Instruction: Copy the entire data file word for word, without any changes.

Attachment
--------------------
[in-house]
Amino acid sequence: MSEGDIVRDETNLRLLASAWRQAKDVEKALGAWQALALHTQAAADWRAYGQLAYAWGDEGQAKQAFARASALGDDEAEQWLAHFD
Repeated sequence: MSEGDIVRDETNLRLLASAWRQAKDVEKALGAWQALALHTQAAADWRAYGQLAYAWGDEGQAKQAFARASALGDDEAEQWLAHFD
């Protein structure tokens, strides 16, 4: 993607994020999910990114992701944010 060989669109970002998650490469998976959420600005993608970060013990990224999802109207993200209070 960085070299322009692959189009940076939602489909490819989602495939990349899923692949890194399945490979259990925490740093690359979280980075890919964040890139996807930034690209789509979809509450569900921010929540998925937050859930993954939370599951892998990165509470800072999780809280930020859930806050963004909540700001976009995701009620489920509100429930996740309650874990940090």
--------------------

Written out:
[in-house]
Amino acid sequence: MSEGDIVRDETNLRLLASAWRQAKDVEKALGAWQALALHTQAAADWRAYGQLAYAWGDEGQAKQAFARASALGDDEAEQWLAHFD
Repeated sequence: MSEGDIVRDETNLRLLASAWRQAKDVEKALGAWQALALHTQAAADWRAYGQLAYAWGDEGQAKQAFARASALGDDEAEQWLAHFD
């Protein structure tokens, strides 16, 4: 993607994020999910990114992701944010 060989669109970002998650490469998976959420600005993608970060013990990224999802109207993200209070 960085070299322009692959189009940076939602489909490819989602495939990349899923692949890194399945490979259990925490740093690359979280980075890919964040890139996807930034690209789509979809509450569900921010929540998925937050859930993954939370599951892998990165509470800072999780809280930020859930806050963004909540700001976009995701009620489920509100429930996740309650874990940090």